General Electric shares fell more than 13% Thursday after Harry Markopolos, the former securities industry executive and an independent forensic accounting and financial fraud investigator who discovered Bernie Madoff’s ponzi scheme, targeted GE in a new report, implicating the company in creating fraudulent financial statements to hide massive underlying issues.

In order to disseminate the report, Markopolis has created the website, www.GEfraud.com, where the investigator calls it “a bigger fraud than Enron.” The Madoff whistle-blower, who was probing GE for an anonymous hedge fund, notes that after more than a year of research he has discovered “an Enronesque business approach that has left GE on the verge of insolvency.”

Markopolos is actually calling GE “GEnron,” because the company seems to be “using many of the same accounting tricks that Enron did.”

“My team has spent the past 7 months analyzing GE’s accounting and we believe the $38 billion in fraud we’ve come across is merely the tip of the iceberg,” Markopolos said in the 175-page report. Markopolos charges that GE has a “long history” of accounting fraud, which extends as far back as early 1995, when it was run by Jack Welch.

General Electric in response, patently denies the allegations, claiming they are slanderous.

“The allegations we have heard are entirely false and misleading,” GE said in a statement. “The Company has never met, spoken to or had contact with Mr. Markopolos, and we are extremely disappointed that an individual with no direct knowledge of GE would choose to make such serious and unsubstantiated claims. GE operates at the highest level of integrity and stands behind its financial reporting. We remain focused on running our businesses every day, following the strategic path we have laid out.”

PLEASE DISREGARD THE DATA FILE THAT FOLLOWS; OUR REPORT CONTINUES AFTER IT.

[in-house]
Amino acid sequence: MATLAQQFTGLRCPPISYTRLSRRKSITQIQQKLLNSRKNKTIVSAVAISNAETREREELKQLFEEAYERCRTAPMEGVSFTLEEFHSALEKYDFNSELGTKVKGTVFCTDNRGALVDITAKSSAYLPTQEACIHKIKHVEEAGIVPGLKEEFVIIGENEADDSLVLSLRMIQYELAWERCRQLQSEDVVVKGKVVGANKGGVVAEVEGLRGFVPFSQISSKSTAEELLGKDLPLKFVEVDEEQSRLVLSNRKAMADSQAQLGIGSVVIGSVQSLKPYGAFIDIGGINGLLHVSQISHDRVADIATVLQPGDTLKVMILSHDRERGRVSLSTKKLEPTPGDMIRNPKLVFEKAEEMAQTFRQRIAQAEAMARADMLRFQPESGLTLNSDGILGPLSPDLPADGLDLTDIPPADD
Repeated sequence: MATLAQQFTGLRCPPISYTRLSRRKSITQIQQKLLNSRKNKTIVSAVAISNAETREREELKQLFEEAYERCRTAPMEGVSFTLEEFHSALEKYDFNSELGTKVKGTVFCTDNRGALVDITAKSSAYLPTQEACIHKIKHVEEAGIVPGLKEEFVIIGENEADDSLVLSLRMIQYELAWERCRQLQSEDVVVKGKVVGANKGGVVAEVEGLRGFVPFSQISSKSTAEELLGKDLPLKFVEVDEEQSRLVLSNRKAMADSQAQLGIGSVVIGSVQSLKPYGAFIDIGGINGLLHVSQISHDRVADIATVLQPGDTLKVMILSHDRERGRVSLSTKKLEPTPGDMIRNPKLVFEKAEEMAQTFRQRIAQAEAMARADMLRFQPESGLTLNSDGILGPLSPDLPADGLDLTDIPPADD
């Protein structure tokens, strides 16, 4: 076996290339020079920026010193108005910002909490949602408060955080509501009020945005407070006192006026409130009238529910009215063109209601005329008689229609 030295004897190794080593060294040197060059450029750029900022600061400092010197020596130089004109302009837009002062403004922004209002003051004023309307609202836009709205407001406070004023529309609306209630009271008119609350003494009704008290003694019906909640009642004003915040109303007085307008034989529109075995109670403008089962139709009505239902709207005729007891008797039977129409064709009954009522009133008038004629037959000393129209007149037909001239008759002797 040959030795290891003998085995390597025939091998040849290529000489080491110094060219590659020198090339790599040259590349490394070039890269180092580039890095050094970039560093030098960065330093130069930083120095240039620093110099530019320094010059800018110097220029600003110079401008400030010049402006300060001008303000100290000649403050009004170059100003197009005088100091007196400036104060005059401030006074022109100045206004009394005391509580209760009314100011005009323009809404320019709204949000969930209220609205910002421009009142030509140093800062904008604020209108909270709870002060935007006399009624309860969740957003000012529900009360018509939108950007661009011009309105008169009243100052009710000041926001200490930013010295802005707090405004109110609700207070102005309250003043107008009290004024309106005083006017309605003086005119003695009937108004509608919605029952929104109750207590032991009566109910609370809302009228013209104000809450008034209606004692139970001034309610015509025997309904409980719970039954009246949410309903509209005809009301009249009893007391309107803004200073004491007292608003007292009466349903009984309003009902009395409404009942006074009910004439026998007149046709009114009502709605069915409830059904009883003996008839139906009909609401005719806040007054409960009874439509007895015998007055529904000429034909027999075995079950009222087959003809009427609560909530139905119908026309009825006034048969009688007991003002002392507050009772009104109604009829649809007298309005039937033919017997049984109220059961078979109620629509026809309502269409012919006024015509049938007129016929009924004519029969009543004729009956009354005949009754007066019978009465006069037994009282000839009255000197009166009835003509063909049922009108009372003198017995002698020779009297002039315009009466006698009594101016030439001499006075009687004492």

The Markopolos group that is examining GE includes forensic accounting expert John McPherson, co-founder of MMS Advisors, which specializes in the insurance industry.

“GE has been running a decades long accounting fraud by only providing top line revenue and bottom line profits for its business units and getting away with leaving out cost of goods sold, SG&A, R&D and corporate overhead allocations,” the report said.

GE is currently down 10% today, having recovered some after the report. The Industrial Select Sector SPDR Fund (XLI) and the Vanguard Industrials ETF (VIS), both of which have sizable GE allocations, are essentially unchanged on the day.

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